By KIMBERLY ANDERSON
Kimberly’s blog focuses on a single objective each month intended to help her and her readers take baby steps toward better living in the spirit of New Southerner. You can keep up with her progress by checking her weekly blog, Baby Steps. She welcomes reader response and hopes you’ll share your stories and challenges in the comments section or by e-mailing her at firstname.lastname@example.org.
September Objective: Sustainable Body
Baby Step 1: Buy more whole foods for meals this week than processed food in boxes, preferably from a farmer, farmers market or other local source—organic, if possible.
- Too hard? Buy better foods from your current local grocer.
- Too easy? Pick up a copy of Jordan Rubin’s The Maker’s Diet (for carnivores) or Deborah Madison’s Vegetarian Cooking for Everyone (for vegetarians).
This month, I’m focusing on the “Sustainable Body” for two reasons.
The first one is selfish: I carry an extra 40 pounds, have little energy and suffer more frequent depressive moods than when I applied more sustainable practices in diet and exercise. When I consumed more whole foods—organic, when possible—than processed foods, used honey and fruit juices instead of white sugar as sweetener and walked to neighborhood destinations rather than drove, I felt so much better than I do now. And it only two weeks of eating this way before my body started changing.
The second reason is that neighborhood gardens and farmers markets are still available.
In addition to improving our mental and physical health, this baby step is better for the community and the environment because we buy local. Buying local reduces transportation costs in terms of natural resources and pollution, strengthens local economies and reduces the amount of chemicals used for food preservation. There are also benefits to buying organic or from a local farmer who uses good practices. Either option ensures the food has better nutritional value, limits the amount of poisons, hormones and antibiotics used in production, and ensures better treatment of animals, which in turn improves health benefits.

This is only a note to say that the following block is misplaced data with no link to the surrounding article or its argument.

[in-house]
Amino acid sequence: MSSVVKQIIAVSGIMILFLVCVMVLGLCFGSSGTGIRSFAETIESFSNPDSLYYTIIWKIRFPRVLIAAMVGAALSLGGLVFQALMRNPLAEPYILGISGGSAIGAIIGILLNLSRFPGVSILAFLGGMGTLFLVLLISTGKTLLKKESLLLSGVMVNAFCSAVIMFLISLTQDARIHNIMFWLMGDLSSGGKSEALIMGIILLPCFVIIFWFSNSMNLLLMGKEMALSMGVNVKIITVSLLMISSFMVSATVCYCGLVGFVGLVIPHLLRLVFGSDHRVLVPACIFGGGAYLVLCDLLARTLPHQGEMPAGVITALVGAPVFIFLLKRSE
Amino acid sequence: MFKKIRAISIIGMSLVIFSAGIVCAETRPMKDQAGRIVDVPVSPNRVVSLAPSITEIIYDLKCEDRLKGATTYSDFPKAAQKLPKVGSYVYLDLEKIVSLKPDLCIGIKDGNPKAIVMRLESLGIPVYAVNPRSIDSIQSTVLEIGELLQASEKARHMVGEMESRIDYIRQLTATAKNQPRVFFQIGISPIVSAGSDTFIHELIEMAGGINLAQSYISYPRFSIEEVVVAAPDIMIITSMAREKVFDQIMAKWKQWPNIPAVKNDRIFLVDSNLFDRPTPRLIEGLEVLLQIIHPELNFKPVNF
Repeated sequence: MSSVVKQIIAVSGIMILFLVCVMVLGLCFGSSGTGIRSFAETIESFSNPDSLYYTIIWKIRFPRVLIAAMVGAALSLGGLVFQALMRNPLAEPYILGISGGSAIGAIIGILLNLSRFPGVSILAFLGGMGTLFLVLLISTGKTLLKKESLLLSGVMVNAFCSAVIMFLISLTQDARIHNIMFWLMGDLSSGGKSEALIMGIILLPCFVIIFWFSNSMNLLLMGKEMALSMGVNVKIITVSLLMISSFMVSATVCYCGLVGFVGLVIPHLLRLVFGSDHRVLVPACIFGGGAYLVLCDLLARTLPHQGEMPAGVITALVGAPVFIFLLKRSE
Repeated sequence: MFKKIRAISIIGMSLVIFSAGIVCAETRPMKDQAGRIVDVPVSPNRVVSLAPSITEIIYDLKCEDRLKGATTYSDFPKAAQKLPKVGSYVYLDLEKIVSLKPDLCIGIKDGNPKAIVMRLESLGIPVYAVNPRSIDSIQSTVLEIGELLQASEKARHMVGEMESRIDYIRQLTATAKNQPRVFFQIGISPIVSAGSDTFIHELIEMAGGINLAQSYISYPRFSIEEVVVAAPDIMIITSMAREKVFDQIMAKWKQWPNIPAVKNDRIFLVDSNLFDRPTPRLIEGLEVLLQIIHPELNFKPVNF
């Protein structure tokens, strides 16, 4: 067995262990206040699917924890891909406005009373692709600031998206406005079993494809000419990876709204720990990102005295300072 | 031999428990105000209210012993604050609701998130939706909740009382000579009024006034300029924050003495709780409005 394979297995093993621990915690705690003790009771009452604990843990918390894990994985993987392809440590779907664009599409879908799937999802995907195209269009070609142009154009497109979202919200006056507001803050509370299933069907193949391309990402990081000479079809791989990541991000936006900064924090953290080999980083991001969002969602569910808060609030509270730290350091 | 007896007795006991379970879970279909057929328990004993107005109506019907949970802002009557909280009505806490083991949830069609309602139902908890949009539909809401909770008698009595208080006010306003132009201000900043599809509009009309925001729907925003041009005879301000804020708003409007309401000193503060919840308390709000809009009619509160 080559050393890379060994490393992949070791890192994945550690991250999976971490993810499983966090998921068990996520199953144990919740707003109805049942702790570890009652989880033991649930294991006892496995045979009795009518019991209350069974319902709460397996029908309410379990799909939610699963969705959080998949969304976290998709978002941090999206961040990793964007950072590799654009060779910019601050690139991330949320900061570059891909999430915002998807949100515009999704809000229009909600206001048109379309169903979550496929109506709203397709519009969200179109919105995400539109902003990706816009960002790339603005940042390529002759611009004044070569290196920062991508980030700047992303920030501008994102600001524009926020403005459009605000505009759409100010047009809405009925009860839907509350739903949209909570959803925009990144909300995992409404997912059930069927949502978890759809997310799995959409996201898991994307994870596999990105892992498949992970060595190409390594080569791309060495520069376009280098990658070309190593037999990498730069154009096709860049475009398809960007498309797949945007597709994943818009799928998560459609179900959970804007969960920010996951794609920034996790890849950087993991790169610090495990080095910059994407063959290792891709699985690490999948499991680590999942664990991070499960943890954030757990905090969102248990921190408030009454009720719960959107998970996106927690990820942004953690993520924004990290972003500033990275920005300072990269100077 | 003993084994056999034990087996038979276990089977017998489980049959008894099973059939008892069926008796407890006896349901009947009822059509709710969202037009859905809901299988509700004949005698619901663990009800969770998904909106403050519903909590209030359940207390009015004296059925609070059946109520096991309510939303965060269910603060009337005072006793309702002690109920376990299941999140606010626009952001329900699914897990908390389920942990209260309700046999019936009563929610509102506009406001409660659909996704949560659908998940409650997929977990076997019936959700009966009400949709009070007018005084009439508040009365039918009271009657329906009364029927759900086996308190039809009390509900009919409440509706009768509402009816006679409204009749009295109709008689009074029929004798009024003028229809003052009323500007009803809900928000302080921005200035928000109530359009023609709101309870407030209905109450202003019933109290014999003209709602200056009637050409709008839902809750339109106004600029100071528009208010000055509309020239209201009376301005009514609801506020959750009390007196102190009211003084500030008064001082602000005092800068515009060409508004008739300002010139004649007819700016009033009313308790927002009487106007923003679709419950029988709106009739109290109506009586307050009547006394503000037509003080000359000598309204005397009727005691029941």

Caution: I cannot guarantee a direct financial benefit of this endeavor because this kind of food will inevitably cost more. However, buying less and eating less are a key to the health benefits. Buy foods you like, but don’t leave your house hungry. Just buy what you need for the week.
Tips: Don’t consider this a diet, and don’t worry about calories. Just tuck in the back of your mind the fact that you can eat foods that have more nutritional bang per calorie. Don’t be afraid of healthy, essential fats. Eat raw foods as much as possible for better nutritional value. Cook with extra virgin olive oil, coconut oil or a non-processed butter rather than vegetable oil, which turns into deadly fats when heated up.
Good luck! I look forward to you joining me.